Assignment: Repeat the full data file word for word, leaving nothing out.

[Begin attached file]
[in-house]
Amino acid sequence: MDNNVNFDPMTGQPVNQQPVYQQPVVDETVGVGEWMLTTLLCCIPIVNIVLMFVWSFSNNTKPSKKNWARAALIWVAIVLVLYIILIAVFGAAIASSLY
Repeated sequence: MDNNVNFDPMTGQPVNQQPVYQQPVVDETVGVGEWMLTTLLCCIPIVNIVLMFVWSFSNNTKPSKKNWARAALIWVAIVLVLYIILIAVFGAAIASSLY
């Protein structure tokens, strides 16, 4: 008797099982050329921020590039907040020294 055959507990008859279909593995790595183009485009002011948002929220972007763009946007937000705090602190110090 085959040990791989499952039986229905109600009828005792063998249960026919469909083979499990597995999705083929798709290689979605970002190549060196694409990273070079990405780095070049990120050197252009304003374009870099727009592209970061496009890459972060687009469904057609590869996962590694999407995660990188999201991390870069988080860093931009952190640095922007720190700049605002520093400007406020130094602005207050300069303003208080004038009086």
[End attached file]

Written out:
[in-house]
Amino acid sequence: MDNNVNFDPMTGQPVNQQPVYQQPVVDETVGVGEWMLTTLLCCIPIVNIVLMFVWSFSNNTKPSKKNWARAALIWVAIVLVLYIILIAVFGAAIASSLY
Repeated sequence: MDNNVNFDPMTGQPVNQQPVYQQPVVDETVGVGEWMLTTLLCCIPIVNIVLMFVWSFSNNTKPSKKNWARAALIWVAIVLVLYIILIAVFGAAIASSLY
């Protein structure tokens, strides 16, 4: 008797099982050329921020590039907040020294 055959507990008859279909593995790595183009485009002011948002929220972007763009946007937000705090602190110090 085959040990791989499952039986229905109600009828005792063998249960026919469909083979499990597995999705083929798709290689979605970002190549060196694409990273070079990405780095070049990120050197252009304003374009870099727009592209970061496009890459972060687009469904057609590869996962590694999407995660990188999201991390870069988080860093931009952190640095922007720190700049605002520093400007406020130094602005207050300069303003208080004038009086």